Michael and Jim are getting off to a slow start, and then they get the idea of ranking everyone by merit. Which I'm sure about a fifth of the office will appreciate.
In a group TH, a bunch of non-salesmen and Dwight complain about how angry they are at the company "And Jim," Dwight ventriloquizes. Meredith asks who said that. Dwight fingers Creed. "Yup," Creed agrees.
Jim and Michael are back in the conference room. They've gotten headshots of everyone laid out on the table, and are ranking them using a point system wherein they are each given a limited number of Boston Baked Beans and have to divide them between the photos. Before they're finished, Erin comes in, saying Wallace wants them both to respond to a meeting invite. So of course they both scamper out, leaving their unfinished project unattended. As they leave, Dwight sneaks in.
Dwight THs about how people are finally beginning to realize how terrible Jim is. He thinks they'll revolt soon, and compares them unfavorably to the founding fathers, and adds that the American Revolution would have been delayed by ten years if they'd been in charge. I think he's being generous.
Dwight invites everyone into the conference room to show them the outrage of their raises being decided by having beans put on their faces. Jim and Michael are the last ones in (how long does it take to respond to a meeting invite, anyway?) as Pam asks, "Why aren't there any beans on this old, frizzy-haired picture of me?" Jim stammers that he didn't want to seem biased. Honestly, what the hell was Wallace thinking, putting Jim in a management position over his fiancée? Amid all the chaos, Kevin just keeps asking what a bean means. And Jim and Michael back out before things start to get violent.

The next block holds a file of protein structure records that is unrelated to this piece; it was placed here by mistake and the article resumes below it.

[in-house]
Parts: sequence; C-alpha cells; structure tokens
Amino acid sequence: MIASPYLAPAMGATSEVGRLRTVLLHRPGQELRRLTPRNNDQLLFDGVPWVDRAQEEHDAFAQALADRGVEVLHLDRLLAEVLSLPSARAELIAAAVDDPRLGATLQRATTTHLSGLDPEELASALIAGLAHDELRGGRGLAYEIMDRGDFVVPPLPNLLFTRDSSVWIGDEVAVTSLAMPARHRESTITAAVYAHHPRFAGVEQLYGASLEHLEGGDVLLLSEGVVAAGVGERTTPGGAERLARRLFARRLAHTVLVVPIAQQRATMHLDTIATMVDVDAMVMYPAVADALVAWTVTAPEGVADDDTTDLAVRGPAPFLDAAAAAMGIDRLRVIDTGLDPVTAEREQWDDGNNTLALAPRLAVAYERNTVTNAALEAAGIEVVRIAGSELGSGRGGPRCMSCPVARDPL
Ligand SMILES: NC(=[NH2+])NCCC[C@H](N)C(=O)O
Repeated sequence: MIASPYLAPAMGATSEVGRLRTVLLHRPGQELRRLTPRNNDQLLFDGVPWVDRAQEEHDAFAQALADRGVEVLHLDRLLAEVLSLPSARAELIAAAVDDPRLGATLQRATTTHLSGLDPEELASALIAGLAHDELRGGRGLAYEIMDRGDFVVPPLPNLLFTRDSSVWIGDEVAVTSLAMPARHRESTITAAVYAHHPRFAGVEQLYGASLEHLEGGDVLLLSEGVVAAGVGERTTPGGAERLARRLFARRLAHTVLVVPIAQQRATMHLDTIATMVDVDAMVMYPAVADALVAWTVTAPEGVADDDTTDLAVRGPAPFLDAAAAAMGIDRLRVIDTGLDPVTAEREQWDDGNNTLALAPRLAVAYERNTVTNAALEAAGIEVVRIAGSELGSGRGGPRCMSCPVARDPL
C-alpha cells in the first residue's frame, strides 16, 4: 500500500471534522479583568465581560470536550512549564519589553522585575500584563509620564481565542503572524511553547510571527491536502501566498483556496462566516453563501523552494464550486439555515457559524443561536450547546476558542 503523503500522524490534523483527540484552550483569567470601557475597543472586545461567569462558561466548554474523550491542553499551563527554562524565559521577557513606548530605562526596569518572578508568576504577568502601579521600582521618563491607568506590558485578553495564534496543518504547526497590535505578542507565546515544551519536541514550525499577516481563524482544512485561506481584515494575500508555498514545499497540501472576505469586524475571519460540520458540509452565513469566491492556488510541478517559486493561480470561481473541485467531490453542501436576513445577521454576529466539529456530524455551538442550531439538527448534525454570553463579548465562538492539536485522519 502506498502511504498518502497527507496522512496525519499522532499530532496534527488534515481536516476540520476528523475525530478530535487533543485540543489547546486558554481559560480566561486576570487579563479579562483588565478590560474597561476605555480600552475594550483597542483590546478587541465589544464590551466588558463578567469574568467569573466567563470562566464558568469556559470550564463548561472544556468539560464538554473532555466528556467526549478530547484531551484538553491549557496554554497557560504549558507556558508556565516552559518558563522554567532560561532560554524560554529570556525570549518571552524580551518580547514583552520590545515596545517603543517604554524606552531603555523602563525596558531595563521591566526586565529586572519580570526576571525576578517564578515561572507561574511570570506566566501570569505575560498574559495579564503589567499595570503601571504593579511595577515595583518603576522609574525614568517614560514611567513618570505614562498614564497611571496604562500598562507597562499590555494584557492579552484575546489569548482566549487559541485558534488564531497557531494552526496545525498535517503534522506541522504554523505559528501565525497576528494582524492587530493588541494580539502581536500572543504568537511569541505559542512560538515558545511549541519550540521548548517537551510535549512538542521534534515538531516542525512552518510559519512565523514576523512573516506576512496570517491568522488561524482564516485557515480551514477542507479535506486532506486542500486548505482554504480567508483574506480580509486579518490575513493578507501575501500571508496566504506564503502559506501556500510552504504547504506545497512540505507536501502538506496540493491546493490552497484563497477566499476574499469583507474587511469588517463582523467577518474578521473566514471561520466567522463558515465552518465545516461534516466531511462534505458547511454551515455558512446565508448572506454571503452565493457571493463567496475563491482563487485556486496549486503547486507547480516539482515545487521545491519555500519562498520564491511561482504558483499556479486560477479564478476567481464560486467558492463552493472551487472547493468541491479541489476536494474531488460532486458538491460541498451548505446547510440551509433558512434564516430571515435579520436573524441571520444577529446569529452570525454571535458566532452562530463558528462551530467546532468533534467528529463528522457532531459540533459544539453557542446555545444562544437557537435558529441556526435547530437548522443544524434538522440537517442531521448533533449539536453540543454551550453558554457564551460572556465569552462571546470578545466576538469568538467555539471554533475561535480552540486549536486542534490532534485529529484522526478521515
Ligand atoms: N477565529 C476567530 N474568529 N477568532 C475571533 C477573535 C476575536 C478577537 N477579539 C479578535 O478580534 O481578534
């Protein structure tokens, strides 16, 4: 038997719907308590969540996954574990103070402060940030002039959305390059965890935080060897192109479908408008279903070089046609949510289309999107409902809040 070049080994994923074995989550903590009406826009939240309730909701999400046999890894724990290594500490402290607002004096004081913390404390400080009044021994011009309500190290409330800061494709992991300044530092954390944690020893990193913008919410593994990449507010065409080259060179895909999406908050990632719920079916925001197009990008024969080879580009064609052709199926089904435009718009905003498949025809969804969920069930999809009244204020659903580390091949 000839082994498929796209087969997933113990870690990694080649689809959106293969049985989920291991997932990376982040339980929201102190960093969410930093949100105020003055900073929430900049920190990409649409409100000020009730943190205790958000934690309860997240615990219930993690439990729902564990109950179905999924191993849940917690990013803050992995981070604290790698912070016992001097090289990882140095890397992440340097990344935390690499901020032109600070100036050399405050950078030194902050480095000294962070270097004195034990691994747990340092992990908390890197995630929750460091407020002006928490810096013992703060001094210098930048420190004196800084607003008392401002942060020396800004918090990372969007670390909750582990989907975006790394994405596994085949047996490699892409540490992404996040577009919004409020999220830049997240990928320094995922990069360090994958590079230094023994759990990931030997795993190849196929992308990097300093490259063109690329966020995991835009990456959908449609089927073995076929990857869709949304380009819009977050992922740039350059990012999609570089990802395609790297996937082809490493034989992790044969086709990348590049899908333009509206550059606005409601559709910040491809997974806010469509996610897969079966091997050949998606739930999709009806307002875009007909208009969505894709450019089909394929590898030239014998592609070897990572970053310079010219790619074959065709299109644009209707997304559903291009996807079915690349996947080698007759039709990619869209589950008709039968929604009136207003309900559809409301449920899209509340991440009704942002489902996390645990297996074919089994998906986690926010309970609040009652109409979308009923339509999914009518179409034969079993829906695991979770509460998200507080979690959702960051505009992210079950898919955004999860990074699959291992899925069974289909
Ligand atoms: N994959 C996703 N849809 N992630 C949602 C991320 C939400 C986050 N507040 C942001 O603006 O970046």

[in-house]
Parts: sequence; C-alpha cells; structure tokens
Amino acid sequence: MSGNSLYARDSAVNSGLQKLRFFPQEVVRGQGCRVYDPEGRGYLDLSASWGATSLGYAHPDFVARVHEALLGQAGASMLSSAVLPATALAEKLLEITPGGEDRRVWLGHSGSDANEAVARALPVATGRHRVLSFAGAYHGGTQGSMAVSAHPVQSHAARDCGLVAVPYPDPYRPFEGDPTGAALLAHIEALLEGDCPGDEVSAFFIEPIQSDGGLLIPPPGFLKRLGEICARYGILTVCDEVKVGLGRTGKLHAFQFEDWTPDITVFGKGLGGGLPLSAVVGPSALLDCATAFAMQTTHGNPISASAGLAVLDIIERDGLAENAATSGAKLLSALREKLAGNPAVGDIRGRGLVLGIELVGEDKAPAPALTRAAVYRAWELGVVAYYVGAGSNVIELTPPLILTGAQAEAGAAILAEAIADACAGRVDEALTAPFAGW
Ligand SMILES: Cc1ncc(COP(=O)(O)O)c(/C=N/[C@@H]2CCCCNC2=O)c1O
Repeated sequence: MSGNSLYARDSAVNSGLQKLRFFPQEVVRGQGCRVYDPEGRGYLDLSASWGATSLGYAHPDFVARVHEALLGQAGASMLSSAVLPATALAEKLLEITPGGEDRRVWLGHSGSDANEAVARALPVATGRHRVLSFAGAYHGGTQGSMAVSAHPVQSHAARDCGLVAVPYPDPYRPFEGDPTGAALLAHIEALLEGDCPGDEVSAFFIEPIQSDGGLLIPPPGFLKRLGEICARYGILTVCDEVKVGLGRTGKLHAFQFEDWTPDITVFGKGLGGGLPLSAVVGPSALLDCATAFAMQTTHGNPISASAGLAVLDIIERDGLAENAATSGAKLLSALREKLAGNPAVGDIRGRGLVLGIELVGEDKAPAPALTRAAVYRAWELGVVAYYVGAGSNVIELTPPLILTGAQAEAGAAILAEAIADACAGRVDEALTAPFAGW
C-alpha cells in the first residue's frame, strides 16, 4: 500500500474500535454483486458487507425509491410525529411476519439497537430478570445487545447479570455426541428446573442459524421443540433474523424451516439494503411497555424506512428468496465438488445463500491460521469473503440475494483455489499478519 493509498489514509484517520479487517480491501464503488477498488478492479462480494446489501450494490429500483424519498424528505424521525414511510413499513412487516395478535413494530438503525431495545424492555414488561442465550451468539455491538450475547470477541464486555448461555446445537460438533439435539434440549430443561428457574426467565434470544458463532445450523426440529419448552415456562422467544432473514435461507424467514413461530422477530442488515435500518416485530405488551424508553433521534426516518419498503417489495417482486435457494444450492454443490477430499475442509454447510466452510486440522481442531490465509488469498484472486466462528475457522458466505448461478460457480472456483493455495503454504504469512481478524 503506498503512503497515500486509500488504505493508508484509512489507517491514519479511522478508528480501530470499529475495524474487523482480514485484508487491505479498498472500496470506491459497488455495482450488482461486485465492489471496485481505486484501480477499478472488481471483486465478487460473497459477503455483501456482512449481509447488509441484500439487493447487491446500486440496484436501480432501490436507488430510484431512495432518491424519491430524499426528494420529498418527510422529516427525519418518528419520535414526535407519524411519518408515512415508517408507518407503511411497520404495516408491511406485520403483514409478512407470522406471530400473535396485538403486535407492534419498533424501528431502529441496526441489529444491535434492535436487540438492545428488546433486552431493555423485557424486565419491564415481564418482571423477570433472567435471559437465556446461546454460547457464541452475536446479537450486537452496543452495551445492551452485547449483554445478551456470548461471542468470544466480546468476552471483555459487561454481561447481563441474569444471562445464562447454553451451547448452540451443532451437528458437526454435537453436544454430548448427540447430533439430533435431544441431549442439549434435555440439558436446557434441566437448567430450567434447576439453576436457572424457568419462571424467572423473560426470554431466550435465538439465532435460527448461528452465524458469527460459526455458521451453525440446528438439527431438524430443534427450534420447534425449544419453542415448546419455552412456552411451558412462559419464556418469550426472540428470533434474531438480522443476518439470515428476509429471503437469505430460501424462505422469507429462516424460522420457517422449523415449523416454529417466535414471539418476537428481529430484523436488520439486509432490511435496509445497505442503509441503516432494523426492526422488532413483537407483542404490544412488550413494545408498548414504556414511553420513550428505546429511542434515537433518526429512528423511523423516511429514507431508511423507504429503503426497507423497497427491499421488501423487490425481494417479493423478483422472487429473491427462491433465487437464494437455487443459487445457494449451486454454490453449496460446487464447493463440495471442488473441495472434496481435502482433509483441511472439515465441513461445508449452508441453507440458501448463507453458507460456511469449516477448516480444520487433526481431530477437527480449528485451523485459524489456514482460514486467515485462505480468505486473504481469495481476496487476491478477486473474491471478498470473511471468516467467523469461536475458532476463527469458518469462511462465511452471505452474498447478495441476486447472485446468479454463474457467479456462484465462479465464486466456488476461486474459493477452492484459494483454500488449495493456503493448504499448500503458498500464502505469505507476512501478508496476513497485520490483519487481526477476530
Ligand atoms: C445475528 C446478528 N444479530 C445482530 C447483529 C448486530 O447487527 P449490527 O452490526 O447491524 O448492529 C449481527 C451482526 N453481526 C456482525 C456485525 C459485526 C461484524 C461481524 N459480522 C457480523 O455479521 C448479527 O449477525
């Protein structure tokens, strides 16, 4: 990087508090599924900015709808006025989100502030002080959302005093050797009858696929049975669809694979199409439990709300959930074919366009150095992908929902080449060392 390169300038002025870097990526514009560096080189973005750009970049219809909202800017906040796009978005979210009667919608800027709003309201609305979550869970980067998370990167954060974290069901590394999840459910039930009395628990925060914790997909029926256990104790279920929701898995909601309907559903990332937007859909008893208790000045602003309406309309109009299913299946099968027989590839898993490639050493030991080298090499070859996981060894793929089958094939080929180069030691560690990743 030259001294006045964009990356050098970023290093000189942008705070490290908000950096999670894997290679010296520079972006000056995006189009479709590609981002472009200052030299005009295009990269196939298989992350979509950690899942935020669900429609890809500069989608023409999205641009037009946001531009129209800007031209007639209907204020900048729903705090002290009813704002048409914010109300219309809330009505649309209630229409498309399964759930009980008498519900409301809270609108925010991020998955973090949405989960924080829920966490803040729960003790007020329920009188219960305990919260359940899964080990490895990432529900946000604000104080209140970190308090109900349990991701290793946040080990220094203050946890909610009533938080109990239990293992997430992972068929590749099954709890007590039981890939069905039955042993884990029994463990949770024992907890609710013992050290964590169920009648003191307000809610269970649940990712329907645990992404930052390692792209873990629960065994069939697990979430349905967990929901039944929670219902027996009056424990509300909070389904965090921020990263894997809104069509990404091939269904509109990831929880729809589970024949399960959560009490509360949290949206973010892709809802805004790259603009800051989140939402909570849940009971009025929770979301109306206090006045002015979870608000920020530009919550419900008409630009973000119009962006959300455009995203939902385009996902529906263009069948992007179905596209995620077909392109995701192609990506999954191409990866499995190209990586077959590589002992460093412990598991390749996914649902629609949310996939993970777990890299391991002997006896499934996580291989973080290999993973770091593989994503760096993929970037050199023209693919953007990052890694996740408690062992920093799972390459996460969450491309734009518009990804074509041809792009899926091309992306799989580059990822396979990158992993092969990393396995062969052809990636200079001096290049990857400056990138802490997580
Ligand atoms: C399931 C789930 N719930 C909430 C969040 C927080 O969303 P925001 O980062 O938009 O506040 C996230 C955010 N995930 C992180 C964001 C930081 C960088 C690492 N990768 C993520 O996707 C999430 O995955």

Out in the bullpen, Dwight overhears Phyllis and Andy complaining to each other about the situation, and decides to make his move. He stands up, making a big barricade speech about how they need to drag Jim out of his office, take his keys, etc. "What say you!" he roars. They pretty much say, "Meh." I'm thinking their armed revolt against the British monarchy isn't on the American timetable at all. More like the British timetable.
Strafed by angry questions the whole way, Michael ducks across the bullpen into Jim's office. At least they're in agreement about something: they're both miserable. But then Michael smiles, and admits, "I used to have to do this part alone." He goes to get Jim something, and Jim makes a startling realization: "Michael is my only friend in this office." Except Pam, and he's not sure he can count her right now. Michael returns with matching "World's Best Boss" mugs full of gin, which they quietly start sipping together. An insistent knock at the door is heard. "Just pretend we're not here," Michael whispers. And that's the end. We've just seen another stage in the Michaelization of Jim.